The popular third-party crypto exchange platform Binance has had to play a lot of defense lately battling regulators across the globe. Some also speculate Binance’s battles may additionally include internal clashes amongst the senior management team.
Binance is a crypto unicorn that attracted significant funding to fuel its rapid rise as one of the largest and most popular crypto exchanges. The company started operations in China, began live trading in 2017, moved headquarters to Hong Kong, and then again to the small crypto-friendly island of Malta.
As the user base of Binance expanded, so did the exchanges services, product lines, and tool kits. The exchange despite growing pains enjoyed liquidity for its users, fast transactional processing, and extended relatively low-cost trading fees.
The recent departure of Binance’s U.S. President, Brian Brooks may support the hypothesis of internal senior management discord. Brooks was thought to be an excellent addition for Binance, adding management depth and credibility in the U.S. marketplace. However, after a short stint of only four months Brooks recent departure appears to be based in large part on strategic differences between his new colleagues.
The hire of Brian Brooks was interpreted by many to be a logical step to improve Binance U.S. and by extension the parent company standing with powerful U.S regulators. Brooks background in crypto and recent role as the Interim Comptroller of the Currency would have added some needed credibility for Binance.
However, Brooks departure coupled with the exit of the Director of Binance Brazil, Ricardo Da Ros, supports the implied misalignment of expectations and strategic direction amongst some of Binance’s senior leadership.
Despite the recent top management upheaval and a few operational woes, Binance continues to remain a popular crypto exchange and possibly the largest exchange in the world as measured by trading volume.
Along with management turnover, there remains regulatory angst for Binance. Relatively recently both Japan and British governments have issued warnings to the company. The regulatory warnings were undertaken in part to prevent consumers from falling prey to the illusion of high returns related to various crypto investments.
Another issue related to both the Japanese and UK governments is they contend that Binance is doing business in their respected countries without the proper regulatory approval to conduct business.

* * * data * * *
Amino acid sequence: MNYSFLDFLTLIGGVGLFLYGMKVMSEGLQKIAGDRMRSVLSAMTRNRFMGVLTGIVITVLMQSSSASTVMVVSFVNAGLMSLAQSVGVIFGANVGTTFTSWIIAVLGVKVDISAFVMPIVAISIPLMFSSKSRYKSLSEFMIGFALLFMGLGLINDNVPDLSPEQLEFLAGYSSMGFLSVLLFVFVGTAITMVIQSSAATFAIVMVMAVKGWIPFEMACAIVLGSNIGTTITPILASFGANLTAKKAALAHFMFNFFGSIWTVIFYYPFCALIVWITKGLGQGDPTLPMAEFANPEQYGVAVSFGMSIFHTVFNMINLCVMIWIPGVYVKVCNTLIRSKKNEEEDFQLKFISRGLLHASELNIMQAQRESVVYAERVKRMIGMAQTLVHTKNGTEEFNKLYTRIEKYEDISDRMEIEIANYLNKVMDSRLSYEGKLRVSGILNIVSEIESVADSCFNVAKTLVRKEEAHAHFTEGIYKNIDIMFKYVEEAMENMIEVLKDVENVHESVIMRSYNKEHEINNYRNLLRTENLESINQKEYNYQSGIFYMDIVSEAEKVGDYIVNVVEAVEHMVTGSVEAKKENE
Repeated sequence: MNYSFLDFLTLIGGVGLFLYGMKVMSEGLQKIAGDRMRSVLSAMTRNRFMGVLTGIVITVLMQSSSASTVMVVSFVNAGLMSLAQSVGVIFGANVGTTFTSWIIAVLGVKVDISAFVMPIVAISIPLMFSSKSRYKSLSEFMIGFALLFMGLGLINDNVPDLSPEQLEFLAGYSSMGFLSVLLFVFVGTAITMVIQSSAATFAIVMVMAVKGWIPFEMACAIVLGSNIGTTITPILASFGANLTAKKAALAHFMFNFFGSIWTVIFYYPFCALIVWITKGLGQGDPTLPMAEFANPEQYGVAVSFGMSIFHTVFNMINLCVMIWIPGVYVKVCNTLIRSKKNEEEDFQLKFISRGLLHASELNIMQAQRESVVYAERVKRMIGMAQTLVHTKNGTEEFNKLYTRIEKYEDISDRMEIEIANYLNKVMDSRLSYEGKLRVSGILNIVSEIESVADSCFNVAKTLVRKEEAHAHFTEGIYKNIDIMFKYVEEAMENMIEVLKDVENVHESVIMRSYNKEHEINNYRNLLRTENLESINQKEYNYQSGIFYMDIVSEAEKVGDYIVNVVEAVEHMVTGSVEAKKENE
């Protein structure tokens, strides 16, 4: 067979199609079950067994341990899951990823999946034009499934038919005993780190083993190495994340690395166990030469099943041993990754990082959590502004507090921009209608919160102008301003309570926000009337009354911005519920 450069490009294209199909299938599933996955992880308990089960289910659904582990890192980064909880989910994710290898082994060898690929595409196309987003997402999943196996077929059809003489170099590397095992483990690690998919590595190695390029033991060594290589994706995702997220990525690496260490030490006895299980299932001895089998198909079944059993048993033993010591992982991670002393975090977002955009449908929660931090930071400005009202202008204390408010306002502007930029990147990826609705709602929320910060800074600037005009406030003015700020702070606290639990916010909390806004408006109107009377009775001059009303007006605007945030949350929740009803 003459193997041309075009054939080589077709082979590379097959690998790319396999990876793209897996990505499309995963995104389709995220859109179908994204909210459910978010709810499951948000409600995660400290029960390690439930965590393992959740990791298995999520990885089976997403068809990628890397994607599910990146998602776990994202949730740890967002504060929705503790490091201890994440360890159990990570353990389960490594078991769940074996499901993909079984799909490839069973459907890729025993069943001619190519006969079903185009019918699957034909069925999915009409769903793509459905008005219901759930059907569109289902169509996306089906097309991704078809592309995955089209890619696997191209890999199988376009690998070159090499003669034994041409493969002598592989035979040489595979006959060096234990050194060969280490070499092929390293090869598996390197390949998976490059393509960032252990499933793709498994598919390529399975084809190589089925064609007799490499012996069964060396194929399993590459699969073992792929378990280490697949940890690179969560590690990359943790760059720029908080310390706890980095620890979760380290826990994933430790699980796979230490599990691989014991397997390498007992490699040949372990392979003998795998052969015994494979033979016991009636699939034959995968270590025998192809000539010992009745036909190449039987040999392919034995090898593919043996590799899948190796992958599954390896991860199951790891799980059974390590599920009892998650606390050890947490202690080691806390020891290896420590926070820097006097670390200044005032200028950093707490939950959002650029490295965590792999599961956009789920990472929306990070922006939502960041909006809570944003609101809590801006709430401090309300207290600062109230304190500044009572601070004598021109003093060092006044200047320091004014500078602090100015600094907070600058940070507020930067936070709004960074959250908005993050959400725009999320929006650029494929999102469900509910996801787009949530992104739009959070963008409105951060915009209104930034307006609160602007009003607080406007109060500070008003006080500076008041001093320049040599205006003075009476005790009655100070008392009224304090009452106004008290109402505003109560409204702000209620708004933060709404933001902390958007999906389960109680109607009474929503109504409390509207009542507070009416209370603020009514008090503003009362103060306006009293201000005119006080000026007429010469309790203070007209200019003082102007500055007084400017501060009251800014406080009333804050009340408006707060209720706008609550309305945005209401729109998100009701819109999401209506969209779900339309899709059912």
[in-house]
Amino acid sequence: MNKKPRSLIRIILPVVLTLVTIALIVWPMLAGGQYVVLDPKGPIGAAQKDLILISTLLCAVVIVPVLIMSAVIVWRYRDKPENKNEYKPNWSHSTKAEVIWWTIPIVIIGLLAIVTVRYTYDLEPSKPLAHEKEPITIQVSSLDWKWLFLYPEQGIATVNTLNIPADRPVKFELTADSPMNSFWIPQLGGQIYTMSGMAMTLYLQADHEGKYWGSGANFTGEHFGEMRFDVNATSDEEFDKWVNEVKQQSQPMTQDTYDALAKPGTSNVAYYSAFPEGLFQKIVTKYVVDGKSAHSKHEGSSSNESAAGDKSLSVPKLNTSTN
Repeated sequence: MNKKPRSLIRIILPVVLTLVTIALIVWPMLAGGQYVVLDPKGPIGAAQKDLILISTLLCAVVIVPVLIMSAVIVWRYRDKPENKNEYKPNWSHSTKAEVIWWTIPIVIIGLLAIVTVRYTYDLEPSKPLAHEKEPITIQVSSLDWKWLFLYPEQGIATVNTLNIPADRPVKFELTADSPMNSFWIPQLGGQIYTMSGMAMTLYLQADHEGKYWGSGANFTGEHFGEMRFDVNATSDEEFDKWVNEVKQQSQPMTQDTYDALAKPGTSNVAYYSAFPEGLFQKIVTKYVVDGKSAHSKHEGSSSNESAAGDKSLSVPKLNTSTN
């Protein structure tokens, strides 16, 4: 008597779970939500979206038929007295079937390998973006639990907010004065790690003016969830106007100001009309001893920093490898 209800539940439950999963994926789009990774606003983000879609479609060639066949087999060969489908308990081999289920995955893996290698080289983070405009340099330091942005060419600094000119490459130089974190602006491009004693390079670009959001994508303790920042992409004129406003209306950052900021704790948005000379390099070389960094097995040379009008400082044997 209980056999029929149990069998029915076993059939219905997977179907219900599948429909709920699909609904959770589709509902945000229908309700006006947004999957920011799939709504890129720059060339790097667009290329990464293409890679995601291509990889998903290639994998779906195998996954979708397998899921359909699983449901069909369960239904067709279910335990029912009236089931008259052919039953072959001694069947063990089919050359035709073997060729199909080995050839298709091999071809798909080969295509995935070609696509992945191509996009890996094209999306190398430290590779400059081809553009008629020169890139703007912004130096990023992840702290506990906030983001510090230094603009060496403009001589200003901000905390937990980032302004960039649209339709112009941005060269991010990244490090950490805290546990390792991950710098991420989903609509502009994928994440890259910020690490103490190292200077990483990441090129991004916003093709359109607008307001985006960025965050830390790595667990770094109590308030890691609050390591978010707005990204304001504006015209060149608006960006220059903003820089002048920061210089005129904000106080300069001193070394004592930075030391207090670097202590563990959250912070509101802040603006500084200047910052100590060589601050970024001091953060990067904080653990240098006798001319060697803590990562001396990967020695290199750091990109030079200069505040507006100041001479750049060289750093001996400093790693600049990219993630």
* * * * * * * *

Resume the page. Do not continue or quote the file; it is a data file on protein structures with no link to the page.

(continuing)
A few of the world’s largest cryptocurrency exchange trading woes are also loosely correlated to the recent valuation pullback transpiring in May related to Bitcoin and many other cryptocurrencies. Several months ago, when crypto valuations fell sharply, access to the Binance exchange froze for almost an hour as bitcoin and other cryptocurrency prices started to plunge in value. Some individuals who were actively trading in cryptocurrency through Binance claim to have suffered huge losses as they were unable to execute trades to vacate their positions or pare holdings.
The issue of locked-out users was not just correlated to a few users during the recent decline in crypto. Temporary trading suspensions or lockouts can affect and frustrate all users in a particularly volatile or hot market. The recent exchange lockout of users was purported to be relatively widespread.
warning to Binance from THE UK and japan
The UK’s Financial regulator, FCA has issued a strict warning to Binance essentially saying the firm cannot do any financial “regulated activity” in the UK. The UK authorities also advised consumers to be cautious of where they are investing their money. The regulator further urged consumers to understand who they were conducting business with and make sure the business is registered to do business in the UK.
The warning issued to Binance by the British authorities came after witnessing several restrictions being placed on cryptocurrency exchange platforms elsewhere around the world. The move is also being interpreted as a necessary step towards safeguarding British citizens from investing in potentially fraudulent crypto schemes. Following the FCA advisory, several British banks have restricted their transactions to Binance.
Concerning the warnings, Binance implied that there will be no impact on their Binance.com services. This is because the Binance website, is not UK-based, so Binance feels the FCA has no jurisdiction over it, and customers can still buy and sell cryptocurrency holdings since the FCA has no direct control.
Indeed, FCA cannot regulate cryptocurrency. But to operate an exchange business in UK one needs to be registered with FCA. As Binance is not registered with FCA, the British regulator feels it cannot operate its financial exchange business in the UK.
Japan’s FSA and the Cayman Islands have also issued a similar warning to Binance saying that it has been operating the country without permission. Binance spokesperson said, “Binance does not currently hold exchange operations in Japan, nor do we actively solicit Japanese users.”
a brief about binance
Binance was created in China by Mr. Zhao. Binance was founded to assist investors in buying and selling cryptocurrencies and later expanded to include more complex financial instruments such as futures, which allow traders to buy or sell a specific coin in the future.
To boost profits, traders on the company’s primary website can place large bets with modest equity stakes. For some futures contracts, investors can get 125-to-1 leverage, which means they can deposit just 80 cents and get $100 in bitcoin or another cryptocurrency. Traders arrive from all over the world to utilize Binance products and the website is available in over 30 languages.